the fire hazard reduction program

To: "'Birding-aus'" <>
Subject: the fire hazard reduction program
From: "Philip Veerman" <>
Date: Fri, 6 Sep 2013 17:49:16 +1000
How about the important issue that pre 1788 there was vast areas of natural
habitat types, e.g. mallee. Patch burning would impact small areas and most
animals had plenty of suitable habitat to move to for a while and many
successional stages could exist. Now natural habitat types are often
isolated patches, segregated by farmland, timber harvesting, urbanisation,
etc. Thus patch burning now has a totally different meaning from pre 1788,
because a patch can be most of an isolated remnant.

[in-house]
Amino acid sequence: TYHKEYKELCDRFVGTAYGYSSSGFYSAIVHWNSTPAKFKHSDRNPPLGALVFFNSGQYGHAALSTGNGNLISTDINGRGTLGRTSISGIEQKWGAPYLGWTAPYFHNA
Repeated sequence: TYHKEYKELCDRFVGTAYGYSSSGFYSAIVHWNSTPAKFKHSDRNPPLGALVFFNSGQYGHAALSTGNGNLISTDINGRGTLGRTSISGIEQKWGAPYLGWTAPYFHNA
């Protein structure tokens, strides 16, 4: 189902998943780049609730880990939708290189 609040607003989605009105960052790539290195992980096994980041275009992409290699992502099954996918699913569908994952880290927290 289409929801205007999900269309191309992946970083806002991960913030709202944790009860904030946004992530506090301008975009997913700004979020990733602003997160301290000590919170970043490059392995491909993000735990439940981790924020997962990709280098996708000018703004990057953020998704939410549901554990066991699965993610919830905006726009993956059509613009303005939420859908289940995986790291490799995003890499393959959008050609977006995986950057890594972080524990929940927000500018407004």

-----Original Message-----From: 
 On Behalf Of John Leonard
Sent: Friday, 6 September 2013 8:00 AM          To: Birding-aus Subject: Re:
[Birding-Aus] the fire hazard reduction program

I think the basic problem is that you had a large workforce of people on
land managing it the whole time by mosaic burning. Since then the workforce
on the land has dwindled to such an extent that such a burning regime is now
impossible and all that can be achieved are very small scale conservation
burns, when funding, and wisdom, is available, and cosmetic and destructive
'hazard reduction burns' which are haphazard.

John Leonard


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